Yesterday the Wall Street Journal had an article entitled Why So Many Want to Create Facebook Applications which gives an overview of the burst of activity surrounding the three month old Facebook platform. If a gold rush, complete with dedicated VC funds targetting widget developers, around building embedded applications in a social networking site sounds weirdly familar to you, that’s because it is. This time last year people were saying the same thing about building MySpace widgets. The conventional wisdom at the time was that sites like YouTube (acquired for $1.65 billion) and PhotoBucket (acquired for $250 million) rose in popularity due to their MySpace widget strategy.

So, why would developers who’ve witnessed the success of companies developing MySpace widgets rush to target a competing social networking site that has less users and requires more code to integrate with the site? The answer is that MySpace made the mistake of thinking that they were a distribution channel instead of a platform. If you are a distribution channel, you hold all the cards. Without you, they have no customers. On the other hand, if you are a platform vendor you realize that it is a symbiotic relationship and you have to make people building on your platform successful because of [not in spite of] your efforts.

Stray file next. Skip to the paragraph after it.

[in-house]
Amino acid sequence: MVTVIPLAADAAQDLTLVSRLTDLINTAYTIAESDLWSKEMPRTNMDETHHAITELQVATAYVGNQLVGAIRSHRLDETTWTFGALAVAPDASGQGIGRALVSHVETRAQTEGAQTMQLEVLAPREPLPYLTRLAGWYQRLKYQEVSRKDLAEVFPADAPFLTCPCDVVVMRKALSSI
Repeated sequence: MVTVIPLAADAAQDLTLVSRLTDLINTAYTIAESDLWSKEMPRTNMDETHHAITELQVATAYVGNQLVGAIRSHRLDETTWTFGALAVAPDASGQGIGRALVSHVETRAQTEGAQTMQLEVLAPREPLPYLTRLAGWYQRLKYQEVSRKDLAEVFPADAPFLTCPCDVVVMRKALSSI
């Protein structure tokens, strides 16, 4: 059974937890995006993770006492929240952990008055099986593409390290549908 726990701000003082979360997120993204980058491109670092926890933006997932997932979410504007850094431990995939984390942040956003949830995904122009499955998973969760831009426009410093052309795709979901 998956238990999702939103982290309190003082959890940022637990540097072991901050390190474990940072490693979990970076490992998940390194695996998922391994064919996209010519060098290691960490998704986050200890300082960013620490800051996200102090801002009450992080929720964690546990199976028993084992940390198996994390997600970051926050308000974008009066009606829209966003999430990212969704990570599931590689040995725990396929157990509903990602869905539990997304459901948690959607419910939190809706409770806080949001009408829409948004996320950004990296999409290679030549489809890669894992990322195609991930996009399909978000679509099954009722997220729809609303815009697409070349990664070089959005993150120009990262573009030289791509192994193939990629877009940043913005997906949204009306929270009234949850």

Here are the three classic mistakes the folks at MySpace made which made it possible for Facebook to steal their thunder and their widget developers.

  1. Actively Resent the Success of Developers on Your Platform: If you are a platform vendor, you want developers building on your platform to be successful. In contrast, MySpace’s executives publicly griped about the success of sites like YouTube and PhotoBucket that were “driven off the back of MySpace” and bragged about building competing services which would become as popular as them since “60%-70% of their traffice came from MySpace”. In a sign that things may have gotten out of hand is when MySpace blocked PhotoBucket widgets only to acquire the site a month later, indicating that this was an aggresive negotiation tactic intended to scare off potential buyers.  

  2. Limit the Revenue Opportunities of Developers on Your Platform: MySpace created all sorts of restrictions to make it difficult for widget developers to actually make money directly from the site. For one, they blocked any widget that contained advertising even though advertising is the primary way to make money on the Web. Secondly, they restricted the options widgets had in linking back to the widget developers website thus driving users to where they could actually show them ads. Instead of trying to create a win<->win situation for widget developers (MySpace gets free features thus more engagement from their users, widget developers get ad revenue and traffic) the company tipped the balance excessively in their favor with little upside for widget developers.